On July 1st, 2019, the final Annual Wage Order (Wage Order 26) will be published and all parts of the Missouri Prevailing Wage Law (HB1729) will be fully implemented. This new wage order will apply to government projects that are valued at $75,000 or more. This wage order can result in major changes to prevailing wage rates and project costs for contractors since the calculation criteria is different.

As part of the new law, the following changes have already been implemented since August 2018:

  • Projects estimated to cost $10,000 or less will no longer need to go through a competitive bidding process
  • Contractors can only employ one apprentice for every journeyman
  • Rate of pay for an apprentice will be 50% less than a the journeyman rate
  • Work on holidays will be paid at twice the pay rate, including fringe benefits
  • Overtime hours will be paid at a rate of time and half, including fringe benefits

As a stipulation of the new law, Wage Order 26 will only include projects that satisfy the following requirements to calculate prevailing wage rates:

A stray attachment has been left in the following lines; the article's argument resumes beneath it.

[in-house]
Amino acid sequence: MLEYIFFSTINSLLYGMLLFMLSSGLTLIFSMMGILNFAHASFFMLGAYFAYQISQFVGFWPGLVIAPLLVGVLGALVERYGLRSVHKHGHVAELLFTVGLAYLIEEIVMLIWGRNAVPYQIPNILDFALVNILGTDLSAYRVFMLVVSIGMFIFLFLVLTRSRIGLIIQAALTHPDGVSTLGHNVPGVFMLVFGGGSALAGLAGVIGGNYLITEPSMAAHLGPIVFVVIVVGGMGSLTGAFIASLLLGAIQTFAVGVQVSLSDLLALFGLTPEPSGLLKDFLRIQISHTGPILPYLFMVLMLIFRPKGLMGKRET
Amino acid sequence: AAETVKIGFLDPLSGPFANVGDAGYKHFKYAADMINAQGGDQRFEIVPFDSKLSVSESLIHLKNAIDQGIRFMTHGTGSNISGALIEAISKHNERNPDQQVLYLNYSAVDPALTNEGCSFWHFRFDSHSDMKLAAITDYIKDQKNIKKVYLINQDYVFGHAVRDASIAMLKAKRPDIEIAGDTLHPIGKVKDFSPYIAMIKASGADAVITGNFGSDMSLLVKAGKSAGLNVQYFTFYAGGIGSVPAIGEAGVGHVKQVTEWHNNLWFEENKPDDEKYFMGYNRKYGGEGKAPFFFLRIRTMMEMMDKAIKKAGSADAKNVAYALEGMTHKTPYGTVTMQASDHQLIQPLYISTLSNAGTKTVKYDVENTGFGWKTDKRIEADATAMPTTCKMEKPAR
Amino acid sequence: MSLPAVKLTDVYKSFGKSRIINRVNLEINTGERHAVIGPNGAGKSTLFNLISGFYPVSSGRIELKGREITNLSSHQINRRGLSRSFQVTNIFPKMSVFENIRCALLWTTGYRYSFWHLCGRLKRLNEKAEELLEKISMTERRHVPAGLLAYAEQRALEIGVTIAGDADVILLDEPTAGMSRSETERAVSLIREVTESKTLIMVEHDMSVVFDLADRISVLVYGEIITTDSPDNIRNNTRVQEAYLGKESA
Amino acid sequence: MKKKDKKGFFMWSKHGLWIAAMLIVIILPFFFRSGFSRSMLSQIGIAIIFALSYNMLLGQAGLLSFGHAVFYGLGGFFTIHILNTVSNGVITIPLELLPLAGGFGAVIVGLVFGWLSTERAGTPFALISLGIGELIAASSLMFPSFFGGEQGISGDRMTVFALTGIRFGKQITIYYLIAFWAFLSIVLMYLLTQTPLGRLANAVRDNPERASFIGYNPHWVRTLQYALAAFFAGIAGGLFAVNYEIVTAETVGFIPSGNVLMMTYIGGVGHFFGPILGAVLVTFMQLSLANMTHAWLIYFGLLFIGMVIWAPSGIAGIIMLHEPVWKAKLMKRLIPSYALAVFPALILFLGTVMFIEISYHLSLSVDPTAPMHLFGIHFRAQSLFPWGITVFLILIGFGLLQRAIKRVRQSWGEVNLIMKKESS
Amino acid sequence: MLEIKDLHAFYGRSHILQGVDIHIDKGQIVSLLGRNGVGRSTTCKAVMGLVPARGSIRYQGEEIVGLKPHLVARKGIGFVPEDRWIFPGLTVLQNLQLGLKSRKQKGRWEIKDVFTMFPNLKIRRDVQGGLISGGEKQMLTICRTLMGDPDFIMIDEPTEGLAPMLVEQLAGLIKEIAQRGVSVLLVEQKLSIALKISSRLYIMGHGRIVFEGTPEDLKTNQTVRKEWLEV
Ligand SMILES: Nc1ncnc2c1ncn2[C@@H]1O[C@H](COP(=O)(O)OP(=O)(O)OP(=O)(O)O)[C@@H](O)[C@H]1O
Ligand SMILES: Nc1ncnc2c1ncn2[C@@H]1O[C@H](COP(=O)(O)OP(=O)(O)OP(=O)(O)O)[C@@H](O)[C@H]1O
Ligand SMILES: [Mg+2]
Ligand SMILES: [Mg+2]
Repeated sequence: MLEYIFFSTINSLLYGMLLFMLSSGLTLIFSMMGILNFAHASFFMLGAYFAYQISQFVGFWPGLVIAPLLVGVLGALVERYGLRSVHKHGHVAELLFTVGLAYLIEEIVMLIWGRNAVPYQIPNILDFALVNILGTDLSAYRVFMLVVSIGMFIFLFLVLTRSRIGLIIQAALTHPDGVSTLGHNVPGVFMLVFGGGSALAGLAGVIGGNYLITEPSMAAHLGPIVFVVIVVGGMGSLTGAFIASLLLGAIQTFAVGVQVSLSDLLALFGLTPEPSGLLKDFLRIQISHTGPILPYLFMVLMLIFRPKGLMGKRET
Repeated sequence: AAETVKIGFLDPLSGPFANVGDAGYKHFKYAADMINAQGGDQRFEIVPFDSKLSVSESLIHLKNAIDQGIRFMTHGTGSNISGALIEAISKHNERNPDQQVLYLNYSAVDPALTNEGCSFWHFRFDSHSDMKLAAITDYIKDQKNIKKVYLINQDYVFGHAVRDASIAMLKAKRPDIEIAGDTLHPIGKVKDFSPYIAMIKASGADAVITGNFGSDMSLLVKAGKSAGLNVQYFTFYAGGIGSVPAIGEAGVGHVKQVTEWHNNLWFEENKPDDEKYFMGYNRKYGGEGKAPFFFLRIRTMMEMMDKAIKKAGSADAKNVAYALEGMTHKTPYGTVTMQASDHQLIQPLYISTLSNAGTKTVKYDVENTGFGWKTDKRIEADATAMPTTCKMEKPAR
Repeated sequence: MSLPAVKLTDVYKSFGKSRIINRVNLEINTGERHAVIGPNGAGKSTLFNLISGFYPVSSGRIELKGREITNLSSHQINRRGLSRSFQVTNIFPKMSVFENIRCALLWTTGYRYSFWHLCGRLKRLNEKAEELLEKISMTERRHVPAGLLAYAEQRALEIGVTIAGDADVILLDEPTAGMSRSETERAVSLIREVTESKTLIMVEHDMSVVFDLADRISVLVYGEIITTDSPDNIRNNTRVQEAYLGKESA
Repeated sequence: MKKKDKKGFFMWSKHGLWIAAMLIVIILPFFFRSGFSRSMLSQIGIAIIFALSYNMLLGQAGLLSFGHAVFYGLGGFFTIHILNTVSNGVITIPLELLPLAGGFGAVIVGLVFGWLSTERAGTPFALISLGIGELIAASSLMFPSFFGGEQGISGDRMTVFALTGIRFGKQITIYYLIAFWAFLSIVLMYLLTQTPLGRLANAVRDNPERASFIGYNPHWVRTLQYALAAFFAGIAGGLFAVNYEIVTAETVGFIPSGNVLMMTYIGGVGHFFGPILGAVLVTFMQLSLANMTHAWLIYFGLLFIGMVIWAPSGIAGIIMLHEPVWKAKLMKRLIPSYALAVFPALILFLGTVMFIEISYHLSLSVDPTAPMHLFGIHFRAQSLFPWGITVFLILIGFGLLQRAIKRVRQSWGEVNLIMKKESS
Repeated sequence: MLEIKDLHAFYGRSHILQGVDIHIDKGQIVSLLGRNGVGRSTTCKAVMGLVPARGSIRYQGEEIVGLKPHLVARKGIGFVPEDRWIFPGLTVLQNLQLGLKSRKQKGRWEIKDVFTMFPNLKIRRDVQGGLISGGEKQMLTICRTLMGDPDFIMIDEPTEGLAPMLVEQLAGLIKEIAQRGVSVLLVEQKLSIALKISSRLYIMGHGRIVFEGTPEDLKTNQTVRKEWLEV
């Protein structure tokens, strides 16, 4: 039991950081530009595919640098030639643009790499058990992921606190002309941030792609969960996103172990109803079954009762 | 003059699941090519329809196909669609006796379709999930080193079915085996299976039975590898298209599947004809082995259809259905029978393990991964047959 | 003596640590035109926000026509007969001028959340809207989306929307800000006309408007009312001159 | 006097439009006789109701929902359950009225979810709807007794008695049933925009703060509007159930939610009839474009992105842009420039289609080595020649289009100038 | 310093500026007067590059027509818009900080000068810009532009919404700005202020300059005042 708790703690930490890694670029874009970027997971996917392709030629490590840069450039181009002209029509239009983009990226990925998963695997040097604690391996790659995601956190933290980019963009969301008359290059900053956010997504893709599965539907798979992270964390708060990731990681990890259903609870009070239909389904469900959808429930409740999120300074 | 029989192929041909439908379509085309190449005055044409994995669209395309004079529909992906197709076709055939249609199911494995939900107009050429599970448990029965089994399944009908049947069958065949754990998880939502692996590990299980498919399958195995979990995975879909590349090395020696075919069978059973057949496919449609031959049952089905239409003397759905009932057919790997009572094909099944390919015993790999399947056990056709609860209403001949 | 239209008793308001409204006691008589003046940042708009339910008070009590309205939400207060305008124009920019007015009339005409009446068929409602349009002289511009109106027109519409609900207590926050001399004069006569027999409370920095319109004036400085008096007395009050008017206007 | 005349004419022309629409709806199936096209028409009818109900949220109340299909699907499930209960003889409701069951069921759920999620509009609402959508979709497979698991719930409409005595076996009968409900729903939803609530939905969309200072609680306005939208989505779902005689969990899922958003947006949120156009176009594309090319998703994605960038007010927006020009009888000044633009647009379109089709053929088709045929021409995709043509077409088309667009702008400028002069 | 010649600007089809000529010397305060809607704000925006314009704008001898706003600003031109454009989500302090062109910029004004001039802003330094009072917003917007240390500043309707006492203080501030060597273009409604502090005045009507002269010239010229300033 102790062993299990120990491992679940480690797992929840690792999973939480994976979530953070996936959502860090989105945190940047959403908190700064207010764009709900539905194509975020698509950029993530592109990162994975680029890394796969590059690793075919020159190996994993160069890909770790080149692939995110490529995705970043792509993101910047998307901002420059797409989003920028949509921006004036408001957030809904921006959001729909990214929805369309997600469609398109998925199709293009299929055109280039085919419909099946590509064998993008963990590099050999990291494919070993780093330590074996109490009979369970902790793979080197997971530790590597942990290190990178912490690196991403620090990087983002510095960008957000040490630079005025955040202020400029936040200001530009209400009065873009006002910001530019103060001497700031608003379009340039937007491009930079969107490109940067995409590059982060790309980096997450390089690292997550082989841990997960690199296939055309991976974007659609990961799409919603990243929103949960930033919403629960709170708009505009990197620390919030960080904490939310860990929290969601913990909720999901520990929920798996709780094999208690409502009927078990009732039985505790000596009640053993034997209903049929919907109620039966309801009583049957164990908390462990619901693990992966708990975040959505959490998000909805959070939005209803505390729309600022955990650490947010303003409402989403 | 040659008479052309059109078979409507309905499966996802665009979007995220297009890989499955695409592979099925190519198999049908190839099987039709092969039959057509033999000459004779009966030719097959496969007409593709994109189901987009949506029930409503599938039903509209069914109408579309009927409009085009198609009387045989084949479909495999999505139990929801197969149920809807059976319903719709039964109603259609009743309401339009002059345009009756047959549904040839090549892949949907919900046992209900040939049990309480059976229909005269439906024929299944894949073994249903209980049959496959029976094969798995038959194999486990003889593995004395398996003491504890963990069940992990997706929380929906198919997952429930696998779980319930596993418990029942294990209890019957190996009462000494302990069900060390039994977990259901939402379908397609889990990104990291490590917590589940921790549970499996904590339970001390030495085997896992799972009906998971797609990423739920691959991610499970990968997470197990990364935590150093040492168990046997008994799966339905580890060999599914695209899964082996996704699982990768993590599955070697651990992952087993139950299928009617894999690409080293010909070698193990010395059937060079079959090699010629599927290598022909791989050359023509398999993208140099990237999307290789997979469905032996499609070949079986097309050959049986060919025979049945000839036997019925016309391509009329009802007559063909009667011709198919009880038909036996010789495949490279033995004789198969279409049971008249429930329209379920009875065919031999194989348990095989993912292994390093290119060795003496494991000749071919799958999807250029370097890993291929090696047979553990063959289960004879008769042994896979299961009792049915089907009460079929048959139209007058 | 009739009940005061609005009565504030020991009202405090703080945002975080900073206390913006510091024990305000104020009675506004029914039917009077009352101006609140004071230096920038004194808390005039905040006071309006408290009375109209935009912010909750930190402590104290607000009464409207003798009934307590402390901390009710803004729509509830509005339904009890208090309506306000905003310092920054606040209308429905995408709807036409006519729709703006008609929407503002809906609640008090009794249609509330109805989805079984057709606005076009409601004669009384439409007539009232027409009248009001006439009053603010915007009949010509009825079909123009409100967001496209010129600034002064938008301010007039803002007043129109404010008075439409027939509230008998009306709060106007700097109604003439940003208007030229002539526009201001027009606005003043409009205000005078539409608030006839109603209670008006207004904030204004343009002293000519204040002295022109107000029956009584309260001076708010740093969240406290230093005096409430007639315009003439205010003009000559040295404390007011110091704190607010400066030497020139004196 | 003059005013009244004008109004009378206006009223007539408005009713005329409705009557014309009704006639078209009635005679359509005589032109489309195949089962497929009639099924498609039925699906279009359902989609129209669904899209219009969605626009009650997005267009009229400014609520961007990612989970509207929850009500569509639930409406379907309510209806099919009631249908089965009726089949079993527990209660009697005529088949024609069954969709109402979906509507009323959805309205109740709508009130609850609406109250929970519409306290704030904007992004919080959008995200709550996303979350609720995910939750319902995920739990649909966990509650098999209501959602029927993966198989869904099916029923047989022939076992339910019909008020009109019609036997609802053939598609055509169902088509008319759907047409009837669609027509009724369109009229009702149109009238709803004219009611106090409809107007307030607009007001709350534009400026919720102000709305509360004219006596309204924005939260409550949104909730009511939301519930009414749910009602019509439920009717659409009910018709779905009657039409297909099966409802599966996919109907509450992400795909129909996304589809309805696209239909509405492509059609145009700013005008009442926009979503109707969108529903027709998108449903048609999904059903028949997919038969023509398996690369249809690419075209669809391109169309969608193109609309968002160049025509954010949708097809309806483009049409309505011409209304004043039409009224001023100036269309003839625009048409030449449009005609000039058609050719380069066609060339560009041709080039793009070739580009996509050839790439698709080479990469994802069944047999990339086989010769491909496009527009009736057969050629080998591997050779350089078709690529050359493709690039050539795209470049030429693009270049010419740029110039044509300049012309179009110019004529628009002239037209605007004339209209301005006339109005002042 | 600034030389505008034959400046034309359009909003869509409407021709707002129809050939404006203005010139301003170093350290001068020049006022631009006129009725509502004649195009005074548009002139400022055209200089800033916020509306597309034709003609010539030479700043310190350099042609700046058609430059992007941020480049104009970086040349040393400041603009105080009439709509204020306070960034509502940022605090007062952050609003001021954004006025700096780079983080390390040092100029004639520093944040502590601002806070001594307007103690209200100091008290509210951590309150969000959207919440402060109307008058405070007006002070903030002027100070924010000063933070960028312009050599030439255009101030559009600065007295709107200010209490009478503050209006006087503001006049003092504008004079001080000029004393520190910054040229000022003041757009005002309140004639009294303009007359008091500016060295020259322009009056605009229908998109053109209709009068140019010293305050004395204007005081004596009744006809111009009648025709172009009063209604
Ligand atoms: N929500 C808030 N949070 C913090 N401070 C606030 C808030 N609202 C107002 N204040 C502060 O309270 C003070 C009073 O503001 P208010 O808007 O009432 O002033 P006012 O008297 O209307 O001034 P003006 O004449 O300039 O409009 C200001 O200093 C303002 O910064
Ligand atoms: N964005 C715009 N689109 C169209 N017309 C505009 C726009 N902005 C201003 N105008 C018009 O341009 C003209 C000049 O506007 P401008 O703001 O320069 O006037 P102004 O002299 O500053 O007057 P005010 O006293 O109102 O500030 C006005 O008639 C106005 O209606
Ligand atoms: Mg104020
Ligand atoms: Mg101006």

• The estimated cost of the project is $75,000 or more
  • 1,000 hours or more are reported in the county where the project is, in a classification during the previous year

The Missouri Department of Labor will calculate the prevailing wage rate by taking a weighted average of the total wage and fringe benefits paid out for all journeyman hours.

For projects that don’t satisfy the 1,000-hour requirement, but are estimated to cost $75,000 or more, there will be a requirement to adhere to the Public Works Contracting Minimum Wage (PWCMW). The PWCMW is equal to 120% of the average county wage.

To access the most up to date prevailing wage determination visit the Missouri Department of Labor Wage Order Lookup.

At eBacon, we make sure our clients and our services are always up to date on the latest prevailing wage and reporting laws. Reach out to us today for a free consultation to see how you can stay compliant and save money.

The material presented here is educational in nature and is not intended to be, nor should be relied upon, as legal or financial advice. Please consult with an attorney or financial professional for advice.